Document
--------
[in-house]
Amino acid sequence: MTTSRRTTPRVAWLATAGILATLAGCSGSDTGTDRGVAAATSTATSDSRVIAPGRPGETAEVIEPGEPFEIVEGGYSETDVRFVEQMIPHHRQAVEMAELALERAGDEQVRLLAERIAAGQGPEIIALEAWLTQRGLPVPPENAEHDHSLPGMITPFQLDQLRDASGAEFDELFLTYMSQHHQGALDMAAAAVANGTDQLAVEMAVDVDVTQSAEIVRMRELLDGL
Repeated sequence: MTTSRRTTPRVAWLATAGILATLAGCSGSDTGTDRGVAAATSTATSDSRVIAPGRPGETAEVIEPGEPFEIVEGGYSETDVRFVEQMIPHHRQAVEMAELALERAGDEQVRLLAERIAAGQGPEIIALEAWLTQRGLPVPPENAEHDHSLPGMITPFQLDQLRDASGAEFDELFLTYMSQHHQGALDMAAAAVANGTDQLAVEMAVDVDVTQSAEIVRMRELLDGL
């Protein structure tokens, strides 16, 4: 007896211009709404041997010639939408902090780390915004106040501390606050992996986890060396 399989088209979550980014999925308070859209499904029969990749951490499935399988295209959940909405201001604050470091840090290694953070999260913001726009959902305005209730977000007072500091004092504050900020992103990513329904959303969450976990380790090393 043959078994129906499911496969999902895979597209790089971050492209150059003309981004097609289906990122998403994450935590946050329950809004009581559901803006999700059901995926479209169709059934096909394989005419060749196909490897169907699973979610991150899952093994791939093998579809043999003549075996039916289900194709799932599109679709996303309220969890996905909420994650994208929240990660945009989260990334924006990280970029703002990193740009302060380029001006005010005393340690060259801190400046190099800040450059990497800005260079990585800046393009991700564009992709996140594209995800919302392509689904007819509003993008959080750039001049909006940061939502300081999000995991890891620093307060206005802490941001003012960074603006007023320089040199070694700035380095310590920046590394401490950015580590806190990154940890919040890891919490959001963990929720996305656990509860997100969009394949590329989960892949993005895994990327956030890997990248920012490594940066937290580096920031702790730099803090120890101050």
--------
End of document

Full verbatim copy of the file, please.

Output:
[in-house]
Amino acid sequence: MTTSRRTTPRVAWLATAGILATLAGCSGSDTGTDRGVAAATSTATSDSRVIAPGRPGETAEVIEPGEPFEIVEGGYSETDVRFVEQMIPHHRQAVEMAELALERAGDEQVRLLAERIAAGQGPEIIALEAWLTQRGLPVPPENAEHDHSLPGMITPFQLDQLRDASGAEFDELFLTYMSQHHQGALDMAAAAVANGTDQLAVEMAVDVDVTQSAEIVRMRELLDGL
Repeated sequence: MTTSRRTTPRVAWLATAGILATLAGCSGSDTGTDRGVAAATSTATSDSRVIAPGRPGETAEVIEPGEPFEIVEGGYSETDVRFVEQMIPHHRQAVEMAELALERAGDEQVRLLAERIAAGQGPEIIALEAWLTQRGLPVPPENAEHDHSLPGMITPFQLDQLRDASGAEFDELFLTYMSQHHQGALDMAAAAVANGTDQLAVEMAVDVDVTQSAEIVRMRELLDGL
């Protein structure tokens, strides 16, 4: 007896211009709404041997010639939408902090780390915004106040501390606050992996986890060396 399989088209979550980014999925308070859209499904029969990749951490499935399988295209959940909405201001604050470091840090290694953070999260913001726009959902305005209730977000007072500091004092504050900020992103990513329904959303969450976990380790090393 043959078994129906499911496969999902895979597209790089971050492209150059003309981004097609289906990122998403994450935590946050329950809004009581559901803006999700059901995926479209169709059934096909394989005419060749196909490897169907699973979610991150899952093994791939093998579809043999003549075996039916289900194709799932599109679709996303309220969890996905909420994650994208929240990660945009989260990334924006990280970029703002990193740009302060380029001006005010005393340690060259801190400046190099800040450059990497800005260079990585800046393009991700564009992709996140594209995800919302392509689904007819509003993008959080750039001049909006940061939502300081999000995991890891620093307060206005802490941001003012960074603006007023320089040199070694700035380095310590920046590394401490950015580590806190990154940890919040890891919490959001963990929720996305656990509860997100969009394949590329989960892949993005895994990327956030890997990248920012490594940066937290580096920031702790730099803090120890101050």